By the way, dearieme, when retirement hits you, do you think you would consider turning your hand to blogging -- or would you have better things to do?

Dearieme answered ...

I have retired. Mostly. As for blogging - I suspect that it's more fun and less work just to drop in on a few of the best blogs. (Though I am excluded from a few by their using painfully small fonts. Silly asses.)

He almost let the cat out of the bag here:

"It struck Tocqueville that the men who stormed the National Assembly in 1848 were like actors": exactly the same thing struck me about the evenements of 1968 - I was a student too at the time, and the inauthenticity was obvious ...

... and gave himself away completely on his blogger profile.

From all this, Sherlock Higham concludes that Dearieme is most probably a retired academic, much given to research and other jolly activities and possibly inhabiting the Cambridge region to boot. Of course I might be wrong and this BookCrossing seems to underline that:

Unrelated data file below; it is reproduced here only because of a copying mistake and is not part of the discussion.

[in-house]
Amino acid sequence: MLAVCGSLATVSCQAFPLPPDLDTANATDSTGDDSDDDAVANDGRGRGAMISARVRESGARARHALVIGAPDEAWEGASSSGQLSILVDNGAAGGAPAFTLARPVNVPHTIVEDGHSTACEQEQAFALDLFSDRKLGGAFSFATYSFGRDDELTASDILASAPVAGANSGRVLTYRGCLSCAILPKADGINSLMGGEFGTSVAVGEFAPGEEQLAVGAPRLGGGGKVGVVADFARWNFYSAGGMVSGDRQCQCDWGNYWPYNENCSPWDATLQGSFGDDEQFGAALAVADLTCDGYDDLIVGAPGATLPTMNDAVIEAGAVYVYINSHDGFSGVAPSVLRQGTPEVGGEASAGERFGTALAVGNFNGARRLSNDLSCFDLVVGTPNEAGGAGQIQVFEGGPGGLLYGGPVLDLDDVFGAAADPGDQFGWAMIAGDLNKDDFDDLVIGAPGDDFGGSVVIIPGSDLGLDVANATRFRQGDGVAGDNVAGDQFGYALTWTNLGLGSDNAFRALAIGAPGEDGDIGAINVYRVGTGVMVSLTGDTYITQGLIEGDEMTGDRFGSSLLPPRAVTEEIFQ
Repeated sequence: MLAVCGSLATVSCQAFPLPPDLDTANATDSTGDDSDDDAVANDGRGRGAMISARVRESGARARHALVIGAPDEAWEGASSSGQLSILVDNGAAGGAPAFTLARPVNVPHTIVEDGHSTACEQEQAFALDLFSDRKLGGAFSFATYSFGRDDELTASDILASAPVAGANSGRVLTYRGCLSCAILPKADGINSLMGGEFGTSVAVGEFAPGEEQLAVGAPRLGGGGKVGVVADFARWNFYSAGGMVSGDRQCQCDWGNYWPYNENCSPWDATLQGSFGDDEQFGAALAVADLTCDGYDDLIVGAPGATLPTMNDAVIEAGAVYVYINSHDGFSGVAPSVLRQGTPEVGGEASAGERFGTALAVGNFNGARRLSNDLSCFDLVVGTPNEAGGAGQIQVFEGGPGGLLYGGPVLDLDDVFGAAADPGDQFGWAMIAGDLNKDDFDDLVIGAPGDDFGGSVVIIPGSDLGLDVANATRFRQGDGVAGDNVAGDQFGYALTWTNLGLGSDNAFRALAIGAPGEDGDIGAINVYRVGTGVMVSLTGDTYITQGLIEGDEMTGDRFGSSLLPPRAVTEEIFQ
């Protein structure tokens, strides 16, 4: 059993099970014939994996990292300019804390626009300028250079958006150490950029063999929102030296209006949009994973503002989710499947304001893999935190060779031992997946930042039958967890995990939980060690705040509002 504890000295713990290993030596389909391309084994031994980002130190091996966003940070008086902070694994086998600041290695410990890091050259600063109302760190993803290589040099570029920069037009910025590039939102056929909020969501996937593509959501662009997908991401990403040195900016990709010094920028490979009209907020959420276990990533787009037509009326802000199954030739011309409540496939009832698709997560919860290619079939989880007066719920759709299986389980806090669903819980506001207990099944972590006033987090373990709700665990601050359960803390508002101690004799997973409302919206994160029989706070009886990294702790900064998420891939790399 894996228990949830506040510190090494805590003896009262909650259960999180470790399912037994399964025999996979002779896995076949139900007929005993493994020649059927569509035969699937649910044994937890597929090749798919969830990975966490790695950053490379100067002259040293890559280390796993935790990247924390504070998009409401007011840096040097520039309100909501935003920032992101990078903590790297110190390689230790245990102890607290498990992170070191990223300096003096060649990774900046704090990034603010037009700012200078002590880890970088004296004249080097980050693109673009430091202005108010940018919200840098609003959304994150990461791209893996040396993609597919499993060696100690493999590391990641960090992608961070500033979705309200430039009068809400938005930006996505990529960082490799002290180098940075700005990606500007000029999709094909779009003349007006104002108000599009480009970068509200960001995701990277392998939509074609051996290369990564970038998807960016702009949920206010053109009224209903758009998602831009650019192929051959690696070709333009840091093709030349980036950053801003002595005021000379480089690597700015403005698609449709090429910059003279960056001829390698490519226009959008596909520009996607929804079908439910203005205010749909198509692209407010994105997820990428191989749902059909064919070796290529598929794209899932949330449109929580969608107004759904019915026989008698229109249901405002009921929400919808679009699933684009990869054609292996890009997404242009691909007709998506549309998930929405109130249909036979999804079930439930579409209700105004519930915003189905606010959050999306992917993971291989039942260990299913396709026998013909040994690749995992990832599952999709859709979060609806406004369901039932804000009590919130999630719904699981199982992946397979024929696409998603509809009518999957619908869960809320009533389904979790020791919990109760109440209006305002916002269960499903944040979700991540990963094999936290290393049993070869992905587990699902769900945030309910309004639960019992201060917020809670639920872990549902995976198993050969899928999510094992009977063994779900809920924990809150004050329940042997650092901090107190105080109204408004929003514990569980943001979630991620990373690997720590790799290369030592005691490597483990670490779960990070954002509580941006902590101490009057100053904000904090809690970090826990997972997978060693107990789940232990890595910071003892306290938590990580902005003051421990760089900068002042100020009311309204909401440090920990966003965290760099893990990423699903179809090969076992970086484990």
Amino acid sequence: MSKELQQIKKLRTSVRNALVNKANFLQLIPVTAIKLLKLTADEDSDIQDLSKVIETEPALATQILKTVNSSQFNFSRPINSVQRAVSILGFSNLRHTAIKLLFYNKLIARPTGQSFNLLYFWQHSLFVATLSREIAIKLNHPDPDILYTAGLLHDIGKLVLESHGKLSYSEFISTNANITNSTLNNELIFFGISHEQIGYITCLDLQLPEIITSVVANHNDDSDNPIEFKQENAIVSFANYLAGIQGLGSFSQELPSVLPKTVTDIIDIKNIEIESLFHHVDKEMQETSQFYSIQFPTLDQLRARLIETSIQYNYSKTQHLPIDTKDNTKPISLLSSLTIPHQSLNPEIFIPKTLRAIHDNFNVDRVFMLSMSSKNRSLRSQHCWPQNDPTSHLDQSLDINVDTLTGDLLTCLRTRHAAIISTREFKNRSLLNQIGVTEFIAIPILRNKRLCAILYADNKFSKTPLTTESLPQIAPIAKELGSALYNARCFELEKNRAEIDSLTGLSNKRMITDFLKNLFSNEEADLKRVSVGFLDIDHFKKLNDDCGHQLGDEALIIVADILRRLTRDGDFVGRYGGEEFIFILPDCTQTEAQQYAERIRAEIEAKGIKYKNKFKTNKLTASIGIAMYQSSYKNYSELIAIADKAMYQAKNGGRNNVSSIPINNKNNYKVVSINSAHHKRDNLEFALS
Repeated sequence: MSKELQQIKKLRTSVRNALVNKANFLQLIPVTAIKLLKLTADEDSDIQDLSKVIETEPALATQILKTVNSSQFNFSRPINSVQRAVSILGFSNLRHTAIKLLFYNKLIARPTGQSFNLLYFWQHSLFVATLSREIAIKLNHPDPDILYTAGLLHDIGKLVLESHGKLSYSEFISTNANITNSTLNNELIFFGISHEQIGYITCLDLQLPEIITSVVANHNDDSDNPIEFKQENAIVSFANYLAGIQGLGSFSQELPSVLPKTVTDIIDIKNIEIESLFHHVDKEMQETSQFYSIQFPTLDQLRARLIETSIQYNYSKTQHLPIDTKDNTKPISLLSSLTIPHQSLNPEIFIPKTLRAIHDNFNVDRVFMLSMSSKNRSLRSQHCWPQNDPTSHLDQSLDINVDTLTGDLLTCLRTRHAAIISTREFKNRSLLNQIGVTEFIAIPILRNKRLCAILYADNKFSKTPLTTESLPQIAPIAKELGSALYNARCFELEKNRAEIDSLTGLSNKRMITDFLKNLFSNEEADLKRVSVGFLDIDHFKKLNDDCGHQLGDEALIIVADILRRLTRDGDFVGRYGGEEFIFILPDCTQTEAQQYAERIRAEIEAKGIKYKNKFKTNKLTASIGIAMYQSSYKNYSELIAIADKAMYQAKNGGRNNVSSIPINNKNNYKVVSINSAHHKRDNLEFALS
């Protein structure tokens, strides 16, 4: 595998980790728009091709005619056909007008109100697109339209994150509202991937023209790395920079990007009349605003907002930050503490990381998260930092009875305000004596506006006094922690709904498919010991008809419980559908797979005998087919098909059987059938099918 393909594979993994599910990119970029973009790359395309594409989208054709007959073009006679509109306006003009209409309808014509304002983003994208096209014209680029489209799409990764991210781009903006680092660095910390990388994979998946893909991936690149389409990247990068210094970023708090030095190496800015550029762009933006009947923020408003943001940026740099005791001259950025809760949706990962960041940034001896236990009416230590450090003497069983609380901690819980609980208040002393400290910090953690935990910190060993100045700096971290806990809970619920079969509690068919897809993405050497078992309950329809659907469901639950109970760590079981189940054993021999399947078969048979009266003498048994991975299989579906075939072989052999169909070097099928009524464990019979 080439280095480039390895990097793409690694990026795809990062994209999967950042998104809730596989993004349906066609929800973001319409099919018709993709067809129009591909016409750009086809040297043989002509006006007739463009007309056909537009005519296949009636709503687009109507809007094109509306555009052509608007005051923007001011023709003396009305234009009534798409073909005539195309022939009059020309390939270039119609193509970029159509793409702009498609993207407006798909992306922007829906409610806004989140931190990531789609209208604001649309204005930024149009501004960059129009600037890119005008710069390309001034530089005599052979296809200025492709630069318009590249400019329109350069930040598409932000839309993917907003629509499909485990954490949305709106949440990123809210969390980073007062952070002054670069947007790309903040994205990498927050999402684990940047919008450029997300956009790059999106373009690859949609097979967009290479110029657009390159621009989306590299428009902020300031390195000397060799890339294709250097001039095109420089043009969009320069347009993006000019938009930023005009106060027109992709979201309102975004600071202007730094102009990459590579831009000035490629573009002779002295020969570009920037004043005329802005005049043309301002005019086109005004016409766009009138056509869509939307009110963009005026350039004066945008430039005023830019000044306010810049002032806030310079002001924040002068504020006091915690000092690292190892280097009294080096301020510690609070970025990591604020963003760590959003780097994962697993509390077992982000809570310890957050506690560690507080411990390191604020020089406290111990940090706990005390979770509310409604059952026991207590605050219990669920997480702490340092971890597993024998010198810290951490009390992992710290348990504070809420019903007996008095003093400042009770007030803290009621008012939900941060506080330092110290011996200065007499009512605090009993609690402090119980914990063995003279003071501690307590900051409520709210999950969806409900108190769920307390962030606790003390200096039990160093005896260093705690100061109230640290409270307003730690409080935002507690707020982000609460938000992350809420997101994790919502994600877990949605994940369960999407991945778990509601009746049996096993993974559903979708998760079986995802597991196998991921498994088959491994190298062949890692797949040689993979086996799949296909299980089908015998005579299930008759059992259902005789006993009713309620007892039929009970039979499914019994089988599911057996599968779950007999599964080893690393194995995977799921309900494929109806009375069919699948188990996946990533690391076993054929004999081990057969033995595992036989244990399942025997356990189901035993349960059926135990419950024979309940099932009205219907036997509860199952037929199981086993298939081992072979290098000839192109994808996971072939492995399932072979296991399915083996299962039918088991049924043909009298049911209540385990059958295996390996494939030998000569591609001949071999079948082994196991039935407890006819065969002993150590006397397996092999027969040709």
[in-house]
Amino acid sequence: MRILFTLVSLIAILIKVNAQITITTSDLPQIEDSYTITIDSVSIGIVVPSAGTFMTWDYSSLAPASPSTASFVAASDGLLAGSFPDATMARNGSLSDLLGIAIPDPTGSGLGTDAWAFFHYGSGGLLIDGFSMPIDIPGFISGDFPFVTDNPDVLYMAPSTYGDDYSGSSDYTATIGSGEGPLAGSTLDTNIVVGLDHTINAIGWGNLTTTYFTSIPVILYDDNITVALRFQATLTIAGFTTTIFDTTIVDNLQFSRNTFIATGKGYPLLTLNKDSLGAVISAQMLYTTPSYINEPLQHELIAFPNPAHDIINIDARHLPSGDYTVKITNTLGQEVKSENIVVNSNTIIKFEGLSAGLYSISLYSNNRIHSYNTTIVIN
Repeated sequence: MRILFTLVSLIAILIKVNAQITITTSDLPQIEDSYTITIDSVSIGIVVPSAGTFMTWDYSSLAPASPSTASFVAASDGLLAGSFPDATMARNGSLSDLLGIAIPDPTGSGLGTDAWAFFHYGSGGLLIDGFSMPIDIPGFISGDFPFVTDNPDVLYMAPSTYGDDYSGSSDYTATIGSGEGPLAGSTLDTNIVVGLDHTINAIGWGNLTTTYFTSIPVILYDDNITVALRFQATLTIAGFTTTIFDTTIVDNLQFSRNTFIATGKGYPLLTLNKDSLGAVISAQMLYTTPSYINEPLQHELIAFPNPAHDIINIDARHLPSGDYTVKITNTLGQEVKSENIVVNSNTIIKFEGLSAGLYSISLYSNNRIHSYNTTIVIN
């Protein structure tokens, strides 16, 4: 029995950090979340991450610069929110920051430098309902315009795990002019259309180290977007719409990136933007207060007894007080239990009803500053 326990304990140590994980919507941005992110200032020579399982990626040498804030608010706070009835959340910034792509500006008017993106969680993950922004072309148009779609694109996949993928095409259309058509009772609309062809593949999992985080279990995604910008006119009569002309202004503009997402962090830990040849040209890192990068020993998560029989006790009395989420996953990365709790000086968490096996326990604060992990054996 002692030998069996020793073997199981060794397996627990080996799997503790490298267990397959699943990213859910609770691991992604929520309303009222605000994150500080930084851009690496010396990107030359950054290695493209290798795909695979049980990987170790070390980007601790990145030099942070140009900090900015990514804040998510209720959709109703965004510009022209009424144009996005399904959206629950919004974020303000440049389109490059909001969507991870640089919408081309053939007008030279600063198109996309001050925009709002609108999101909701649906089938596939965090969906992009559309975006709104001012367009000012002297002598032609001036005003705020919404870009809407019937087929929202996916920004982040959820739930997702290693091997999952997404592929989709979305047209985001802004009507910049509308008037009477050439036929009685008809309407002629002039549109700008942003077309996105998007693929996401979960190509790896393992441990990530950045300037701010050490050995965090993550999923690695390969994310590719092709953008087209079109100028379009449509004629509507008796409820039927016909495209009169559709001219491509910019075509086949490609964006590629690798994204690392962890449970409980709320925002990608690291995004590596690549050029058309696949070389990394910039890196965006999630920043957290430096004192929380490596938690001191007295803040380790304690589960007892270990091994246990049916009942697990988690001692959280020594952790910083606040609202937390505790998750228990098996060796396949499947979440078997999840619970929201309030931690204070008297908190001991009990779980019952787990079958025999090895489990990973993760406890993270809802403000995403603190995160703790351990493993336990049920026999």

G'day! I'm a vegetarian, scorpio, Buddhist, 40ish librarian. When I'm not reading (which is not a lot of the time) I watch the cricket on telly, go bushwalking, play on the computer, go to work, and write a word or two of my novel. Am planning the biggest adventure of my life (second only to emigrating to Australia by boat as a kid) - a trek in Nepal! Tres tres excitement!

Of course, this might just be the man's alta-ego but it does seem to be supported by the photo album. Is it the same man? One aside is that DM favours the use of the inverted commas, sometimes unclosed - a speciality of his. Some other Deariemeisms: